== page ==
With presidential election season upon us, I think back to 2008, when then-President-elect Barack Obama asked me to join his administration to work on fixing what ailed American health care. His answer, as we would all learn, was the Affordable Care Act (ACA).
Signed on March 23, 2010, the law has clearly done a lot of good, in spite of its rocky startup, two Supreme Court challenges and numerous other attempts to derail it. It has helped an estimated 20 million people gain insurance, it allowed people up to age 26 to stay on their parents' coverage and it eliminated denials of coverage due to preexisting conditions.
The ACA is not a perfect law but it is an important start to reforming our health care system. On the ACA's sixth birthday, it's worth stepping back to discuss what needs to be done to fulfill the promise of a more equitable, sustainable, accessible health care system. More people now have access to health care, but as an industry we need to continue improving upon the system they have access to.
Though by no means a complete list, there are a few crucial things that need to happen as health care leaders look to put the ACA on a sustainable path and build on the progress that has already been made.
Stabilize the risk pool
Through the first years of the ACA's health insurance marketplaces, the consumers that have signed up have tended to have higher rates of chronic disease and require more care than the general population, meaning their health care expenses have been higher than expected. This led to heavy financial losses for insurers as appropriate care is provided and paid for.
For the marketplaces to be stable and competitive, there needs to be broader participation - that is, from plenty of younger, healthier folks. From an insurer's perspective, that means developing insurance products that offer better value for consumers than simply going without coverage.
Payers, providers and patients must come together to realign the economic incentives that govern how the health care system works. For much of the last several decades, health care has operated as a fee-for-service system in which doctors and hospitals were paid more if they provided more services, regardless of whether those services led to better health results for patients. This has caused the cost of care to spiral out of control, while not significantly improving Americans' health.
Instead, our system has recognized the need to shift to alternative payment models - also known as fee-for-value reimbursement - in which providers, rather than being encouraged to pile on services, are incentivized to provide higher quality care with better outcomes while controlling costs.
According to some estimates, overuse makes up from 10 to 30% of total U.S. health care spending. The high end of the range equates to roughly $1 trillion in money unnecessary expenditures.
There are numerous reasons for waste, among them that health care for patients is often not well coordinated between providers to avoid duplication of services.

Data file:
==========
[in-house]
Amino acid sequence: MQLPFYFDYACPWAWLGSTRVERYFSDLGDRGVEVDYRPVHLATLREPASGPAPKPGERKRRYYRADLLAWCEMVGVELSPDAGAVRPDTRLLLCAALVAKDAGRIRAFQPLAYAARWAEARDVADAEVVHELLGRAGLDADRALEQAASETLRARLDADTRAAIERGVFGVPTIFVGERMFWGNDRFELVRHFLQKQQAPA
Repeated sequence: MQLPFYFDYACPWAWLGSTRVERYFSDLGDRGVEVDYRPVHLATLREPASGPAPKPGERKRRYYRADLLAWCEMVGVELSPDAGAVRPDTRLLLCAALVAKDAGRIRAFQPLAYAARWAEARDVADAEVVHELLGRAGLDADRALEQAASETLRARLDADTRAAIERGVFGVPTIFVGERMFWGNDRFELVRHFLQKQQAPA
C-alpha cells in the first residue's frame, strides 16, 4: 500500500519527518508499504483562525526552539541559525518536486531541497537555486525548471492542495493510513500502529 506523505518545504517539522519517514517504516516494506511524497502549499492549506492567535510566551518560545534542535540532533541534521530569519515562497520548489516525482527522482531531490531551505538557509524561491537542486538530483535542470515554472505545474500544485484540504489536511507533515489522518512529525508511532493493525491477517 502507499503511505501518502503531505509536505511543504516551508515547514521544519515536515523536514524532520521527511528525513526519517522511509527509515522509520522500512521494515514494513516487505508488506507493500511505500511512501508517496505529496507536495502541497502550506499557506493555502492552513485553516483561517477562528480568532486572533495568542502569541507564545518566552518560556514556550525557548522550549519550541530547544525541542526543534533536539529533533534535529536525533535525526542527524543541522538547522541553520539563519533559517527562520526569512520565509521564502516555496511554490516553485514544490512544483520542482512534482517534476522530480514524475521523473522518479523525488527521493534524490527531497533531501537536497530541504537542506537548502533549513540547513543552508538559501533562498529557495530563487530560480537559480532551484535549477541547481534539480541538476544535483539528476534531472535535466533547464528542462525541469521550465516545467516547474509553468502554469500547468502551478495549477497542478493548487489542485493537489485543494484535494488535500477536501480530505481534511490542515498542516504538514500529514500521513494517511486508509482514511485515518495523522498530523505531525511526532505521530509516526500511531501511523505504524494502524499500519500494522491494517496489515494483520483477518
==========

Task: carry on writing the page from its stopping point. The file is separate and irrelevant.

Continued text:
Health care leaders should invest in data infrastructure that will allow for greater interoperability and more seamless information transfer between different parts of the health care system. For example, linking electronic health records and having them "talk" to one another will help us understand individual patients' journeys through the system, and potentially avoid duplicative care that could do more harm than good.
Leverage technology to make health care more consumer-friendly
A friend once said that if banking were like health care, customers, rather than going an ATM, would have to go to the bank vice president to draw a few dollars from their accounts.
The moral is this: certain types of technological innovation, such as telehealth and other types of virtual care, can make care much more convenient for patients and broaden access. In addition to making care more consumer-friendly, technology can make care more cost-effective while not compromising quality.
The Internet of things, including wearable devices and other connected consumer technology, can also generate huge amounts of patient data. If we as an industry know which signals to listen for and how to analyze them, the insights will help providers monitor their patients' conditions outside of the traditional medical environment. This could allow providers to more closely personalize care and direct them to intervene if necessary to avoid potentially costly complications before they develop.
Of all the positive consequences of the ACA, probably the most fundamental is that it gave a much-needed urgency to the cause of health reform. Following on the heels of ACA, for example, were additional laws like the Medicare Access and CHIP Reauthorization Act of 2015 (MACRA), which is creating a new framework for physician reimbursement that emphasizes quality, not volume.
For me, in a very real sense, it all started in 2003, when I met the man who would change my life. I had first heard then-State Sen. Obama's name from a fellow neurosurgeon, who mentioned the candidate to me as I was scrubbing in for a surgery. I met him at a small fundraiser - many of his were small back then - and immediately saw the future president's conviction for making this a better country with more opportunity for all. Those are the same ideals for which I served the country in the military, both in and out of war zones.
So I got involved. Now, as I did then, I continue to believe in the president's vision of a more equitable, sustainable, accessible health care system. As a company, Health Care Service Corporation will continue to support efforts to expand access to quality health care in the areas we serve.